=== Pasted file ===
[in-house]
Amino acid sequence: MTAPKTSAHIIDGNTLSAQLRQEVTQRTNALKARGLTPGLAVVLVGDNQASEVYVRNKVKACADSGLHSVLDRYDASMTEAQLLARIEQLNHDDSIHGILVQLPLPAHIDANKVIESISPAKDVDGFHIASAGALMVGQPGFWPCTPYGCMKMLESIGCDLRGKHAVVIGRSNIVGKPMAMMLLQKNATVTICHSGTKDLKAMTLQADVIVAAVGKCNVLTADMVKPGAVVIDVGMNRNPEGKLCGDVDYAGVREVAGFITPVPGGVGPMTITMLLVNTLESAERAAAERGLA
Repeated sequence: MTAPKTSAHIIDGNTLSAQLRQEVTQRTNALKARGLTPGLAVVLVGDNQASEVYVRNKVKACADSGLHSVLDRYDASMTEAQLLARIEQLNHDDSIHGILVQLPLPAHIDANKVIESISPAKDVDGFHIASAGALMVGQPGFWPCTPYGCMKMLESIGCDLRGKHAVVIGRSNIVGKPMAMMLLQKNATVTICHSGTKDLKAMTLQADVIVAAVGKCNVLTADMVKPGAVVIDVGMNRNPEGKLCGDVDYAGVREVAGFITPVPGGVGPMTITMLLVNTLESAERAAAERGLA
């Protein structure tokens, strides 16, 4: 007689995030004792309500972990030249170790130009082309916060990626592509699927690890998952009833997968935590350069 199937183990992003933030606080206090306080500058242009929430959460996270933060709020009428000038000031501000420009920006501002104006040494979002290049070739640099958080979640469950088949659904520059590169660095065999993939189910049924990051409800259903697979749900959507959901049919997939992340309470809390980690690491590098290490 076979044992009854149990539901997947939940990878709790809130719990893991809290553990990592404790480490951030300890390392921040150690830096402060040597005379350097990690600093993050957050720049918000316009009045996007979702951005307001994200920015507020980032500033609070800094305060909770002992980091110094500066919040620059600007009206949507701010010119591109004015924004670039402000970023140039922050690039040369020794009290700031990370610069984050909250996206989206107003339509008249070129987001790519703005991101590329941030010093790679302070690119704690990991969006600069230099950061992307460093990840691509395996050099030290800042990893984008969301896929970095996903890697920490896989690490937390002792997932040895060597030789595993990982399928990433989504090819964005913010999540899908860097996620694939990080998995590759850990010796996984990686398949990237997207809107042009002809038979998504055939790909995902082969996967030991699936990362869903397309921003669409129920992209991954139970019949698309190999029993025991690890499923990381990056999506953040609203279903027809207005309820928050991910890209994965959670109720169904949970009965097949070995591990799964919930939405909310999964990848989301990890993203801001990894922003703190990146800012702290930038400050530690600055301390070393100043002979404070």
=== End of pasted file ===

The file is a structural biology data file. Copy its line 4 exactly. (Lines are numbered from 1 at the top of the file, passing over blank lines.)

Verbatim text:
């Protein structure tokens, strides 16, 4: 007689995030004792309500972990030249170790130009082309916060990626592509699927690890998952009833997968935590350069 199937183990992003933030606080206090306080500058242009929430959460996270933060709020009428000038000031501000420009920006501002104006040494979002290049070739640099958080979640469950088949659904520059590169660095065999993939189910049924990051409800259903697979749900959507959901049919997939992340309470809390980690690491590098290490 076979044992009854149990539901997947939940990878709790809130719990893991809290553990990592404790480490951030300890390392921040150690830096402060040597005379350097990690600093993050957050720049918000316009009045996007979702951005307001994200920015507020980032500033609070800094305060909770002992980091110094500066919040620059600007009206949507701010010119591109004015924004670039402000970023140039922050690039040369020794009290700031990370610069984050909250996206989206107003339509008249070129987001790519703005991101590329941030010093790679302070690119704690990991969006600069230099950061992307460093990840691509395996050099030290800042990893984008969301896929970095996903890697920490896989690490937390002792997932040895060597030789595993990982399928990433989504090819964005913010999540899908860097996620694939990080998995590759850990010796996984990686398949990237997207809107042009002809038979998504055939790909995902082969996967030991699936990362869903397309921003669409129920992209991954139970019949698309190999029993025991690890499923990381990056999506953040609203279903027809207005309820928050991910890209994965959670109720169904949970009965097949070995591990799964919930939405909310999964990848989301990890993203801001990894922003703190990146800012702290930038400050530690600055301390070393100043002979404070």